LAHORE, Aug 1: The Corporate and Industrial Restructuring Corporation (CIRC) is said to have refused to carry out fresh valuation of the projects whose owners wish to settle their loans with the corporation under the scheme offered by it in the latter half of May.
“Our projects are in the possession of the CIRC for quite some time. There have since been thefts of machinery and other assets. Therefore, the previous valuation carried out by the banks or the CIRC itself does not hold. We have asked the corporation to carry out fresh valuation of our project but it has declined to do so,” said a defaulter whose request for the same has been turned down.
The person, who asked not to be named, said the “CIRC had told him that he had got to settle his (non-performing) account on the basis of the previous valuation.” The corporation would not agree on any amount that was less than the one for which it had assumed the project from the bank, he said and added it was precisely why its officials had declined fresh valuation.
About 77 defaulters whose cases are with the CIRC for disposal have shown their interest for settling their loans in response to the corporation's invitations for the same.
The CIRC, according to its officials, was asked to initiate “a loan write-off scheme” on May 15 on the lines of the State Bank's guidelines on the write-off of irrecoverable loans/ advances given to banks on October 15 to clean up their books. The CIRC was told to invite defaulters whose NPAs it had assumed from the banks for settlement by June 30 – the last date for applying with any bank under the central bank's guidelines on write-off of irrecoverable loans/advances.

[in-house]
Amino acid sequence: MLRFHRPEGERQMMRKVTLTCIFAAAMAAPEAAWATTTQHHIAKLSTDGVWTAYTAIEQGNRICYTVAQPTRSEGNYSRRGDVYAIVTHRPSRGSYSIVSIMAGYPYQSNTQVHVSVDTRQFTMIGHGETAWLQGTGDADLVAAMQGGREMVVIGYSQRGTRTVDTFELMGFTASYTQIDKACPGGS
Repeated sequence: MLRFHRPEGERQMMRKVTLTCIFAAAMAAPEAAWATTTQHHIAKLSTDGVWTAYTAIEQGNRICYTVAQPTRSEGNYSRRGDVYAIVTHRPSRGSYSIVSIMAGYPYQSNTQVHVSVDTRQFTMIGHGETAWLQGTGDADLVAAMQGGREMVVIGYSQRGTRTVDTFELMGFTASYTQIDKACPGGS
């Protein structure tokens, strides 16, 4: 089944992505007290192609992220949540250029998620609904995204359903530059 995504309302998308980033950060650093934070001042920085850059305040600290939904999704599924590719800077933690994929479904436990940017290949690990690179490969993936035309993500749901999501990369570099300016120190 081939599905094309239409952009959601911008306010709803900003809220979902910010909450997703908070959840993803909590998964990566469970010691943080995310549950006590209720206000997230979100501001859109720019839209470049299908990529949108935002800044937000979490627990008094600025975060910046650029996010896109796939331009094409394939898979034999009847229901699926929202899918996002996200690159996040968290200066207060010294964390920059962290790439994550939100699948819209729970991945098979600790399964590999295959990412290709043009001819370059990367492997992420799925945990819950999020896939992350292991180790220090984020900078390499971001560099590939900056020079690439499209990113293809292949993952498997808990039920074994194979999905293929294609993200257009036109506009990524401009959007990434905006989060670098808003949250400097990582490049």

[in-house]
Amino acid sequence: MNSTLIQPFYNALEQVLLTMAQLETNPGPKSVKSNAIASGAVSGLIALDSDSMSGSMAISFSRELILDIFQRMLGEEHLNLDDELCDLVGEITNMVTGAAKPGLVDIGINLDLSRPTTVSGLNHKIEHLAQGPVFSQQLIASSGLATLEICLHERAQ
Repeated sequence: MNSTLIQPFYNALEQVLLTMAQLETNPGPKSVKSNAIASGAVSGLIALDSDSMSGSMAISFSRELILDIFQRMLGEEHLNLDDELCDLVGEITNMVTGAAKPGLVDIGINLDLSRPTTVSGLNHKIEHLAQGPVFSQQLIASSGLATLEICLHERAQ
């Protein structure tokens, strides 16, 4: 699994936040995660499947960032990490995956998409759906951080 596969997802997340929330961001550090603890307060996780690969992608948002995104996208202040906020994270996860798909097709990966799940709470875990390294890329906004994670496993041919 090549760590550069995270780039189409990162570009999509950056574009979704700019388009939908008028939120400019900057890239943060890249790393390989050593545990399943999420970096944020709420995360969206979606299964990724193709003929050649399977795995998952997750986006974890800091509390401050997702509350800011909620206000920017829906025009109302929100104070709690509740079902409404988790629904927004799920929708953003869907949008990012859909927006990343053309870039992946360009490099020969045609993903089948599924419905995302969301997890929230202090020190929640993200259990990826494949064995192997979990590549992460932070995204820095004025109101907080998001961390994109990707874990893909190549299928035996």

The person said: “he did not know who to turn to for a decision on what he termed as a dispute between him and the corporation.”
“The SBP has formed a dispute resolution committee, comprising bankers and businessmen, to settle disputes arising between banks and borrowers in the implementation of the loan write-off scheme. But there is no forum for the settlement of such disputes between the CIRC and borrowers,” he said.
He urged the “SBP to look into the matter and tell the federal finance ministry which controls the CIRC working to either set up a powerful committee for the resolution of such disputes or allow the central bank's dispute resolution committee to decide them.”
When contacted, no senior CIRC official was available for his comment. But a middle level CIRC official conceded that “such disputes had arisen, and would crop up in future as well, because the CIRC was not prepared to allow fresh valuation of projects in its possession”. “You know, the value of such projects, which are closed for some months or years, would keep depreciating with the passage of time. If borrowers want to settle their accounts, they must agree to pay according to the last valuation at which we had acquired their projects from the banks,” he added.
At present the CIRC, which came into being in the last quarter of 2000, is in possession of some 171 non-performing accounts (NPAs) with an outstanding liability of Rs40.987 billion. Of them 163 NPAs with an outstanding amount of Rs19.88 billion are stated to be eligible for disposal by the CIRC under its ordinance.